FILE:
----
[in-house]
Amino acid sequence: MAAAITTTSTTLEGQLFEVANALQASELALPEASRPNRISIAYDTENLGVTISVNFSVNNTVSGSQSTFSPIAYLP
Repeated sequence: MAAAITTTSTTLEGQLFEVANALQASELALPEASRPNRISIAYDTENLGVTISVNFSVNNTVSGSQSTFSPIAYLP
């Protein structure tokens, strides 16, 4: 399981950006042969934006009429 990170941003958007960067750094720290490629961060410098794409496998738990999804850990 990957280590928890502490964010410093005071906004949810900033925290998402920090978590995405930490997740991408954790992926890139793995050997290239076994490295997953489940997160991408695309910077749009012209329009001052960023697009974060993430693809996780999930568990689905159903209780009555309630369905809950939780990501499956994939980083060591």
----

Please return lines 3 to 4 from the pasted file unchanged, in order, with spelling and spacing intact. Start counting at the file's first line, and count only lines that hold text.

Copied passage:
Repeated sequence: MAAAITTTSTTLEGQLFEVANALQASELALPEASRPNRISIAYDTENLGVTISVNFSVNNTVSGSQSTFSPIAYLP
């Protein structure tokens, strides 16, 4: 399981950006042969934006009429 990170941003958007960067750094720290490629961060410098794409496998738990999804850990 990957280590928890502490964010410093005071906004949810900033925290998402920090978590995405930490997740991408954790992926890139793995050997290239076994490295997953489940997160991408695309910077749009012209329009001052960023697009974060993430693809996780999930568990689905159903209780009555309630369905809950939780990501499956994939980083060591």